Before you get to Randy’s story, keep in mind, that each of these jeeps started as basket cases, so there is still hope for your project!  Also, a big thanks to Randy for taking the time to put together detailed descriptions of their rigs.  Finally, check out the last pic … I think Biscuit would fit in just fine there :-).

Randy’s Blue 1946 CJ2A: This Jeep was purchased new by my wife’s grandfather in 1946 and was used for decades on the family farm.  After her grandparents passed away we were able to purchase it from the estate for $200 in 1993; it was about $199 to much considering the shape it was in.

We completely rebuilt it from the ground up with a new steel tub and repaired fenders, grill and windshield. The tub is for an M38 but was all that we could locate at the time.  I did most of the body work and my brother in law painted it in our garage.  The motor, transmission and transfer case were all rebuilt and 11” brakes were installed, we also installed a rollbar, stereo, CB and a back seat.

I built a spare tire/gas can carrier/cooler rack on the back and we also have both a bikini and full soft top.  I run 32×11.50 tires in the summer and fall; 33×12.50 tires in the spring when running in the snow for better flotation.  The low range 2 wheel drive pill has been taken out of the transfer case and lock rights have been installed in both axles.  A Warn M8000 winch was installed a few years ago.

Dusty’s Green 1946 CJ2A: I (Randy) purchased this Jeep for spare parts around the year 2000.  It was a total basket case with a rusted up headless motor and most of the back of the tub missing.

We decided to rebuild and modify it for my two sons to share; at the time Dusty was a sophomore in high school and Devon was in junior high.  We started the project in November of 2004 and completed it for its first run on Memorial Day weekend of 2005.  The 4 banger was removed and a Buick 231 V6 was put in its place, the T90, Dana 18 and stock axles were all refurbished and reinstalled as were 11” brakes.

New front and rear floorboards along with new wheel wells were welded in and we decided to take out what was left of the tailgate area and welded a flat back MB style back panel in its place.  The lift is all from a spring over and we installed Saginaw power steering up front.  Racing seats and harnesses along with a full rollcage were installed for safety and a rear seat was put in for passengers.  A console contains a stereo and a CB is mounted to the front of it.

The tires and wheels are 35×14.50×15 TSL Boggers mounted on 15×12 Mickey Thompson wheels.  I did all of the body work myself and my brother in law painted it Olive drab in our garage, a star was put on the hood just for fun.  A Warn M8000 winch along with a winch mount and bumpers that we built ourselves were installed as well.  The Jeep stayed pretty much this way for 5 years until after we found another Jeep for Devon that had bigger and better components than were in this one.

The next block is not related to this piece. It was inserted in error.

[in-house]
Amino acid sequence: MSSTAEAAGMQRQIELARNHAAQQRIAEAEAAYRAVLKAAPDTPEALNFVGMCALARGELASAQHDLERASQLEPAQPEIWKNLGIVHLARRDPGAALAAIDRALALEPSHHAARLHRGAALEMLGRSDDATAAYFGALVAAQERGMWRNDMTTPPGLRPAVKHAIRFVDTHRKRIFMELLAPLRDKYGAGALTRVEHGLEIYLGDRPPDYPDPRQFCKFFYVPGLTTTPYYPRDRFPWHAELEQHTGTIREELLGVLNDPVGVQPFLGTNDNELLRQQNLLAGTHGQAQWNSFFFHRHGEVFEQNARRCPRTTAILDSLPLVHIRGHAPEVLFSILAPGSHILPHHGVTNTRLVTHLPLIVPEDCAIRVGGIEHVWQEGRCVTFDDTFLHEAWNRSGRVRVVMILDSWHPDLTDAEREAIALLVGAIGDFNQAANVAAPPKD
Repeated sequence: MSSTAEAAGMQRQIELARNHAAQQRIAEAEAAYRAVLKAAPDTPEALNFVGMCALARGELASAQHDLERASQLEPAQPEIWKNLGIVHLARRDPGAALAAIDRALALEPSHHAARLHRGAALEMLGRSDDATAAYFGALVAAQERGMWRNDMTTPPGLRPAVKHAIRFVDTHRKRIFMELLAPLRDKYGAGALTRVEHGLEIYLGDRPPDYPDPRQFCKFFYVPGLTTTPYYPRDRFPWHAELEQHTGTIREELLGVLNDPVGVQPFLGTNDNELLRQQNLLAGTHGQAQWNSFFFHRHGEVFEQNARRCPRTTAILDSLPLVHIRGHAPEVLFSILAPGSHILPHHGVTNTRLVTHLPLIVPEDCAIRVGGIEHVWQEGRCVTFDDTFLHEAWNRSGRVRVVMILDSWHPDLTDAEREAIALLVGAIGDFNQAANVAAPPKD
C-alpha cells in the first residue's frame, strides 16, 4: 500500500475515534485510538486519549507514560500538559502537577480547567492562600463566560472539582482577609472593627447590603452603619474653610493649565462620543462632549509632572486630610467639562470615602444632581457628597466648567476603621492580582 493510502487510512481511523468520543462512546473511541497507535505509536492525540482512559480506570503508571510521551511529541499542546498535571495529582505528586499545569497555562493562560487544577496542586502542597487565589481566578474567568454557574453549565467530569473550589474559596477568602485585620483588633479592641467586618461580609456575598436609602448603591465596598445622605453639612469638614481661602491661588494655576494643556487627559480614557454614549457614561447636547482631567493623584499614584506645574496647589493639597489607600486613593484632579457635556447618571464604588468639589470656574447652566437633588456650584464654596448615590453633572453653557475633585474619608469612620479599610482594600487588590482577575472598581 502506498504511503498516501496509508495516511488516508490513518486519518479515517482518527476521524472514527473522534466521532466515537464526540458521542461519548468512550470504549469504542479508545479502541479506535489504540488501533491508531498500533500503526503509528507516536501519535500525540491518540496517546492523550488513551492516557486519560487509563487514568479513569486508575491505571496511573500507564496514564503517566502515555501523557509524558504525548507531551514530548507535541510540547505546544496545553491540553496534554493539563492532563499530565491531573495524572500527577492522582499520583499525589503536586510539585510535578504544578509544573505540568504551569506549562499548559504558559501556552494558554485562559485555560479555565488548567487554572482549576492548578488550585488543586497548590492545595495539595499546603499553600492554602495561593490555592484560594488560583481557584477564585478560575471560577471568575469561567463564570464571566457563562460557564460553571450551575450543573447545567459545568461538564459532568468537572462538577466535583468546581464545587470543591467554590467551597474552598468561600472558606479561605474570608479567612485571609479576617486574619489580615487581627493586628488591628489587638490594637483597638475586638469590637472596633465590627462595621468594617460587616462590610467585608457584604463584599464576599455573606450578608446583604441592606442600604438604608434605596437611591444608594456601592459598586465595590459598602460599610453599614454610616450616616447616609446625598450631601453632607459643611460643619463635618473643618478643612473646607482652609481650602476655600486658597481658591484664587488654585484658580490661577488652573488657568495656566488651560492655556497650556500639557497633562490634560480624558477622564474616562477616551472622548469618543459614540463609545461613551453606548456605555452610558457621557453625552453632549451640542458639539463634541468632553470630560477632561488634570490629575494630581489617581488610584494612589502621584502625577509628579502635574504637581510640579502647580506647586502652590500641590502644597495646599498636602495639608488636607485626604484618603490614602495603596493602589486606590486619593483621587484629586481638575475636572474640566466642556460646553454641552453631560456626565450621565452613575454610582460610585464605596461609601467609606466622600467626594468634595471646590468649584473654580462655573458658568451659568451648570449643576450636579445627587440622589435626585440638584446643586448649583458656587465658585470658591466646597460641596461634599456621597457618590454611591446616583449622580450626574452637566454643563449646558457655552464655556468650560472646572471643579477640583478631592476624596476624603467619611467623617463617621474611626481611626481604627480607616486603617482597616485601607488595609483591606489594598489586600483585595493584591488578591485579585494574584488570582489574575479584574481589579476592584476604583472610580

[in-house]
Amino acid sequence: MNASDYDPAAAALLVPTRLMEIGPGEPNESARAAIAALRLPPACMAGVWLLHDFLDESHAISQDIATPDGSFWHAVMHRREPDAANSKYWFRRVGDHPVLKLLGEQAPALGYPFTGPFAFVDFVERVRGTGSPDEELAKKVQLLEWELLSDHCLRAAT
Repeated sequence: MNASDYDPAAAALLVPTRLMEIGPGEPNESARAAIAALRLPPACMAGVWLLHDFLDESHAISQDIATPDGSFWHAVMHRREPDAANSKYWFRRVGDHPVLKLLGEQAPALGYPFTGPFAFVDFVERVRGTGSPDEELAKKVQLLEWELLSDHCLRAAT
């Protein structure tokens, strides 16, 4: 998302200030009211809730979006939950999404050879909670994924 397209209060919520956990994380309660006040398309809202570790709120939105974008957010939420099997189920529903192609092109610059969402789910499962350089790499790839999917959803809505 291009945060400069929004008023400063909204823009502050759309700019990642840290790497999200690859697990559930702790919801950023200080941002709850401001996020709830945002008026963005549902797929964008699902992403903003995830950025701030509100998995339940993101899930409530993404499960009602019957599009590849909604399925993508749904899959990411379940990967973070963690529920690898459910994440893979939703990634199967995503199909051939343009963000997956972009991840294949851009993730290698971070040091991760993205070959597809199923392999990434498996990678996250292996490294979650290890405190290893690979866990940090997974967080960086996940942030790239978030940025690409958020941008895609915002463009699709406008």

Once it became Dusty’s Jeep alone, he decide to box the frame and install a warmed up 350 Chevy with an sm465 transmission, Dana 20 transfer case that has been twin sticked and axles from 1975 CJ5.  The axles are Dana 44 in the rear and Dana 30 in the front 3.73 gear ratios.  New gears and ARB air lockers have also been installed in both ends in the past year.  He currently has a set of wider Dana 44 axles to be installed some time in the future.  Dusty did the entire drive train swap himself with only minor advice from me.  He has since built a spare tire/gas can carrier/cooler rack for the back and plans on putting on a set of 40 inch tires after some fender trimming behind the back tires is done.

Devon’s Green 1942 MB: I purchased this Jeep off of E-bay for too much money but it already had the running gear that I was looking for which included a small block Chevy (283 not a 327 as advertised), sm420 transmission (no ceramic clutch as advertised), a twin sticked Dana 20 transfer case and Scout II axles; Dana 44 rear, Dana 30 front with 4.27 ratios.

The body was pretty rough and it had a thin skin of sheet metal installed all of the way around the tub that hid lots of holes and rust.  A home built gas tank was in the back where a seat normally goes and a heavy spare tire carrier/cooler rack was mounted on the back.  We started rebuilding this one on November of 2007 and had it mostly finished by Memorial Day weekend of 2008.

A warmed up 350 Chevy built to the same exact specs as Dusty’s was installed along with the refurbished running gear that came in the Jeep.  All new spring hangers and reversed shackle mounts were built and welded on the outside of the frame in the front because of the wider Scout II axles, a new mount for the Saginaw power steering unit was installed and the frame rails were boxed.

The rollbar was cut apart and welded back together then installed in the correct place.  The floor boards front and back were all replaced and the area between the rear fenders was increased by using narrower rear inner fender wells, as a result we were able to put in some comfortable small bucket seats.  The rear fenders were opened up 2 inches and the rear axle was moved back an inch to make room for bigger tires.